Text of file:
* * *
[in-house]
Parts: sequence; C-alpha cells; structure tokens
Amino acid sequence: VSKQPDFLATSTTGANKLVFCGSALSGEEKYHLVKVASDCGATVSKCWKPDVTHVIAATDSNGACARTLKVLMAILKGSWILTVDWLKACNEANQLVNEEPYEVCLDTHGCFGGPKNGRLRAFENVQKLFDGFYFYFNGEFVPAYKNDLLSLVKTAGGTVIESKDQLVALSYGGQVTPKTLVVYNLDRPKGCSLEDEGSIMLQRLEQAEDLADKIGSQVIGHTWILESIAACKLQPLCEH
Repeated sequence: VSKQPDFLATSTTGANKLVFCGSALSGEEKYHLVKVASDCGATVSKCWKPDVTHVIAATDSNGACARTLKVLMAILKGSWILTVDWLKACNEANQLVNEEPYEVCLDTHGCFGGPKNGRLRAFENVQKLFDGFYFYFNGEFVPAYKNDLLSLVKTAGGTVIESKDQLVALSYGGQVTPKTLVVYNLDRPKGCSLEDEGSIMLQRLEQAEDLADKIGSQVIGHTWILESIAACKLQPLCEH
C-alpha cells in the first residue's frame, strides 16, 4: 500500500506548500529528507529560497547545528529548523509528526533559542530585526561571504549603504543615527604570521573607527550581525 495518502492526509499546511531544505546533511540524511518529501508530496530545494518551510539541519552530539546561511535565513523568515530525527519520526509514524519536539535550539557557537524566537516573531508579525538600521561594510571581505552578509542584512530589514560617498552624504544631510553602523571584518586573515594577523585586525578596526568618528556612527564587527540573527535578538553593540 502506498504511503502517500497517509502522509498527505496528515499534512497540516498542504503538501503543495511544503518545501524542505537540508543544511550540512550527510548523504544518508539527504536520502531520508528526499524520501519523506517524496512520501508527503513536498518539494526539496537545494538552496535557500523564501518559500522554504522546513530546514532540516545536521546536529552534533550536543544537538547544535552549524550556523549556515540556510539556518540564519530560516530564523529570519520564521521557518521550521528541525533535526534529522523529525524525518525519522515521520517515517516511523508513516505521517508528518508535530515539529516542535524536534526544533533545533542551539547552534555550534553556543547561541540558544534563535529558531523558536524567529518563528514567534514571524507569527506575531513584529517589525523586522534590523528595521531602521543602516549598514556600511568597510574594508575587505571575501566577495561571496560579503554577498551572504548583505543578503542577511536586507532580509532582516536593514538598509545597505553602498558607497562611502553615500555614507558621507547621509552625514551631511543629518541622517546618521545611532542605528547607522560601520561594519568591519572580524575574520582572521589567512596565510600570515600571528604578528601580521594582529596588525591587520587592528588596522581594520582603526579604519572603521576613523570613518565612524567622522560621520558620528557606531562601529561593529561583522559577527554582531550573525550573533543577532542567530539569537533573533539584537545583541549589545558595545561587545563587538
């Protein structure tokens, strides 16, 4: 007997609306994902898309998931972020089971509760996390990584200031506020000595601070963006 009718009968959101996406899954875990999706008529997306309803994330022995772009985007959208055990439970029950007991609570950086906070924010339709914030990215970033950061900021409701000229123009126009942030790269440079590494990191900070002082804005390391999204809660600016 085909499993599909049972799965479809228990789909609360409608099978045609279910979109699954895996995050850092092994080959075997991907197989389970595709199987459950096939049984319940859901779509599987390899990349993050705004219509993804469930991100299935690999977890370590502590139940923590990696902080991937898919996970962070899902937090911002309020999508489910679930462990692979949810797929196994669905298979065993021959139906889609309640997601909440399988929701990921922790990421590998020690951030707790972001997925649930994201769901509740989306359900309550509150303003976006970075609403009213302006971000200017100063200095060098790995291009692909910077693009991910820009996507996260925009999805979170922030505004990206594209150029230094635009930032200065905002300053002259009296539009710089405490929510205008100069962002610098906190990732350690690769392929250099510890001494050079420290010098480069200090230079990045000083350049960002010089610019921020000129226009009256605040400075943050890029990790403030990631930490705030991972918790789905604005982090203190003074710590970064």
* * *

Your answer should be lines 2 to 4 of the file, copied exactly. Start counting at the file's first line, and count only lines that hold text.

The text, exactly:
Parts: sequence; C-alpha cells; structure tokens
Amino acid sequence: VSKQPDFLATSTTGANKLVFCGSALSGEEKYHLVKVASDCGATVSKCWKPDVTHVIAATDSNGACARTLKVLMAILKGSWILTVDWLKACNEANQLVNEEPYEVCLDTHGCFGGPKNGRLRAFENVQKLFDGFYFYFNGEFVPAYKNDLLSLVKTAGGTVIESKDQLVALSYGGQVTPKTLVVYNLDRPKGCSLEDEGSIMLQRLEQAEDLADKIGSQVIGHTWILESIAACKLQPLCEH
Repeated sequence: VSKQPDFLATSTTGANKLVFCGSALSGEEKYHLVKVASDCGATVSKCWKPDVTHVIAATDSNGACARTLKVLMAILKGSWILTVDWLKACNEANQLVNEEPYEVCLDTHGCFGGPKNGRLRAFENVQKLFDGFYFYFNGEFVPAYKNDLLSLVKTAGGTVIESKDQLVALSYGGQVTPKTLVVYNLDRPKGCSLEDEGSIMLQRLEQAEDLADKIGSQVIGHTWILESIAACKLQPLCEH